After 48 long years, a good Captain and American who served his country well are finally coming home. Nearly five decades after his plane was shot down over Laos during the tumultuous Vietnam War, a fitting closure has been won following all the uncertainties and agony of the disappearance of Air Force Capt. Robert Edwin Holton of Butte.
Holton’s remains were excavated from the crash site earlier this year and verified recently. They are now in a sealed casket in Honolulu and as Holton’s brother Bill has confirmed, the remains will soon be flown home to Butte.
Bill Holton emotionally said: “After 48 years, Capt. Holton is finally coming home to Butte.” Bill still lives in Butte.
Holton was the lone serviceman from Butte that has gone missing in action from Vietnam. People across the country used to wear MIA bracelets in his honor, some as far back as 1969- the same year his plane went down.
Holton’s casket would be flown from Honolulu to Atlanta to Minneapolis and arrive in Bozeman on Friday, July 21. It will be driven from there to Butte later that same day. Services will also be held on July 22, a Saturday at 10 a.m. It will be held at Wayrynen-Richards Funeral Home, the burial will follow at Sunset Memorial Park 13 miles west of Butte.
Bill professed his appreciation for the Air Force: “There will be a captain from the Air Force accompanying his casket all the way here. The Air Force has been wonderful to us all these years. They never stopped looking.”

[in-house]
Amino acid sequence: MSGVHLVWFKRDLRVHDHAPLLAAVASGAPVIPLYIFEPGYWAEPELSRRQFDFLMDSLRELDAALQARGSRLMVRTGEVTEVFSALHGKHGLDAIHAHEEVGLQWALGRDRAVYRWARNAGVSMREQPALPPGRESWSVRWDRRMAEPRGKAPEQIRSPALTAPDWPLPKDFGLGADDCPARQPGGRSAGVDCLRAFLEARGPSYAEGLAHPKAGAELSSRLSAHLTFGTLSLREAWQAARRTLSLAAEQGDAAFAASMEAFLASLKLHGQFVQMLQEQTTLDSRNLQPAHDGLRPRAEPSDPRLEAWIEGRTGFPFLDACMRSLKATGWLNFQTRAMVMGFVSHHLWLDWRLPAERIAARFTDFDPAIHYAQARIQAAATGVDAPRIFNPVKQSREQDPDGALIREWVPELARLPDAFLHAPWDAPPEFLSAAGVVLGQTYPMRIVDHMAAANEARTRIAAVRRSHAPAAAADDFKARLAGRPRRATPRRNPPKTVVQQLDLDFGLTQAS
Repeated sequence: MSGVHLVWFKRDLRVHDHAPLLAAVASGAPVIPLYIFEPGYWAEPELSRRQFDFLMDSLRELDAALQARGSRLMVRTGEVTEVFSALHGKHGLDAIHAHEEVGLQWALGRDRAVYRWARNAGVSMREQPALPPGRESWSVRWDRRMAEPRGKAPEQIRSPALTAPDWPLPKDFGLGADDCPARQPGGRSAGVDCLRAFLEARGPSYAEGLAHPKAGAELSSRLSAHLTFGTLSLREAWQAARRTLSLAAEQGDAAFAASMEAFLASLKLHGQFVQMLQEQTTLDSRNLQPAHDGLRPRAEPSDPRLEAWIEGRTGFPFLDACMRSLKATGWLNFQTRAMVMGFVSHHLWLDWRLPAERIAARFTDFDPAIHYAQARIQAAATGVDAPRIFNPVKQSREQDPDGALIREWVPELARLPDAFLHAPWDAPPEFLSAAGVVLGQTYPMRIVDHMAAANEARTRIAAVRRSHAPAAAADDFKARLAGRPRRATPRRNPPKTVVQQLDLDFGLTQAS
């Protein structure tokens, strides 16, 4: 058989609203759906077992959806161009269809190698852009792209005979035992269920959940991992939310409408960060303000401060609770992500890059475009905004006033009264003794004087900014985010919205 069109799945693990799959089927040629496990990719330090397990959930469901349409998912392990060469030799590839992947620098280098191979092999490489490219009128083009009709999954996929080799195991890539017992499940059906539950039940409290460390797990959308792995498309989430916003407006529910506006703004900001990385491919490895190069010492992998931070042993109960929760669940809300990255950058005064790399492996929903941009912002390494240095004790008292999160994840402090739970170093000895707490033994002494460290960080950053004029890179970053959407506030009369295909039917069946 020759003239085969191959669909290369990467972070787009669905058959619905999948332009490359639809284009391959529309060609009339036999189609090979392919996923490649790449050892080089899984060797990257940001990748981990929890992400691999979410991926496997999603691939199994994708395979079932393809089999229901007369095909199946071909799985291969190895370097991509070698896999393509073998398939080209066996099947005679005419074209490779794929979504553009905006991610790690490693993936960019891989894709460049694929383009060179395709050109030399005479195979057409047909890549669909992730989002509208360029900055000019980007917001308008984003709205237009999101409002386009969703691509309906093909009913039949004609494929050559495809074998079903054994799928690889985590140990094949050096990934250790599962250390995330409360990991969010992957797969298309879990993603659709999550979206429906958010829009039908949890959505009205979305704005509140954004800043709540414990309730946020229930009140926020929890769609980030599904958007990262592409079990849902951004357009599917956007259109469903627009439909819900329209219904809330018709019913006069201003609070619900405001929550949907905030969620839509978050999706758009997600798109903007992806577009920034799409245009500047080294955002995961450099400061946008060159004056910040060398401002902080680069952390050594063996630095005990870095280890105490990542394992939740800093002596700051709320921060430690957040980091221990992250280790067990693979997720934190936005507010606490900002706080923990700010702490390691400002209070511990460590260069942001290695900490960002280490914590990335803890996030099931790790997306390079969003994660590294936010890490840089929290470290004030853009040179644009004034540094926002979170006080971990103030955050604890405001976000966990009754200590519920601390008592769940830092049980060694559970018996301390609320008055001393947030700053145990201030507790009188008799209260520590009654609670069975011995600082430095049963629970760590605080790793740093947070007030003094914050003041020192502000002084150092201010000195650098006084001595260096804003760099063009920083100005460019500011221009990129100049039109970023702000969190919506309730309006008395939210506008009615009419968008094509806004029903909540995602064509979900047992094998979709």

The Air Force called Bill in January to update him that a tooth has been identified as belonging to Air Force Maj. William Campbell and discovered in Laos. Campbell and Holton were in a F4 Phantom, a fighter-bomber and interceptor, when they were shot down on January 29, 1969 near the Ho Chi Minh Trail near the border of Laos and Vietnam.
After excavation and further verification, the Air Force confirmed in June and confirmed that it was definitely Holton’s remains.
Bolton and Campbell were then returning from North Vietnam aside another fighter plane when they veered off near the Mu Gia Pass, one of the several passageways through mountainous terrain leading to the “Ho Chi Minh Trail” to bomb a truck convoy. Bolton and Campbell’s plane was hit by anti-aircraft fire and went down.
The two were initially classified as Missing in Action since it was also probable that they survived and were captured by the enemies. However, in 1973, when U.S. soldiers started returning home, and they were not included among the returnees, their status changed from MIA to Killed in Action.